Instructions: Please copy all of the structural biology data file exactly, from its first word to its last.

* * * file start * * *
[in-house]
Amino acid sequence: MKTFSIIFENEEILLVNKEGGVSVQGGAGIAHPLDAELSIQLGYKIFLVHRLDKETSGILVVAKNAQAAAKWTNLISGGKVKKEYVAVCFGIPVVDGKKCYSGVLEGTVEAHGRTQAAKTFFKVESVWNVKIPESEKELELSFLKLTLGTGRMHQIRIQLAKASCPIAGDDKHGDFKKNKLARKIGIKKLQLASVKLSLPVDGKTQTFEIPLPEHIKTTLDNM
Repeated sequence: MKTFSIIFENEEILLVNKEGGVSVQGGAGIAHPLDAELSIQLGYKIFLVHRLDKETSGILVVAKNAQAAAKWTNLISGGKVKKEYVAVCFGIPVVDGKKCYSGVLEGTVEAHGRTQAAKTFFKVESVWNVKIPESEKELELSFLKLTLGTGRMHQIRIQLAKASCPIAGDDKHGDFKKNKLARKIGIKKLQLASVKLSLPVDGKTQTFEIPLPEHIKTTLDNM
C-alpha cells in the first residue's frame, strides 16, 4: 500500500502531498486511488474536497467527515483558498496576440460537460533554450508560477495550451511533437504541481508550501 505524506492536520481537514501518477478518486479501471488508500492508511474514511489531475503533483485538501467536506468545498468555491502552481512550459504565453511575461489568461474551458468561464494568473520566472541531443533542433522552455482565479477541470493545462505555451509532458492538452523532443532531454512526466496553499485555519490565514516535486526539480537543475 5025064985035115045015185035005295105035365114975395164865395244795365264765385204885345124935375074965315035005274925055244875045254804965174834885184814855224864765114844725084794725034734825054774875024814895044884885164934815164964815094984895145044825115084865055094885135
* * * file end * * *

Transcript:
[in-house]
Amino acid sequence: MKTFSIIFENEEILLVNKEGGVSVQGGAGIAHPLDAELSIQLGYKIFLVHRLDKETSGILVVAKNAQAAAKWTNLISGGKVKKEYVAVCFGIPVVDGKKCYSGVLEGTVEAHGRTQAAKTFFKVESVWNVKIPESEKELELSFLKLTLGTGRMHQIRIQLAKASCPIAGDDKHGDFKKNKLARKIGIKKLQLASVKLSLPVDGKTQTFEIPLPEHIKTTLDNM
Repeated sequence: MKTFSIIFENEEILLVNKEGGVSVQGGAGIAHPLDAELSIQLGYKIFLVHRLDKETSGILVVAKNAQAAAKWTNLISGGKVKKEYVAVCFGIPVVDGKKCYSGVLEGTVEAHGRTQAAKTFFKVESVWNVKIPESEKELELSFLKLTLGTGRMHQIRIQLAKASCPIAGDDKHGDFKKNKLARKIGIKKLQLASVKLSLPVDGKTQTFEIPLPEHIKTTLDNM
C-alpha cells in the first residue's frame, strides 16, 4: 500500500502531498486511488474536497467527515483558498496576440460537460533554450508560477495550451511533437504541481508550501 505524506492536520481537514501518477478518486479501471488508500492508511474514511489531475503533483485538501467536506468545498468555491502552481512550459504565453511575461489568461474551458468561464494568473520566472541531443533542433522552455482565479477541470493545462505555451509532458492538452523532443532531454512526466496553499485555519490565514516535486526539480537543475 5025064985035115045015185035005295105035365114975395164865395244795365264765385204885345124935375074965315035005274925055244875045254804965174834885184814855224864765114844725084794725034734825054774875024814895044884885164934815164964815094984895145044825115084865055094885135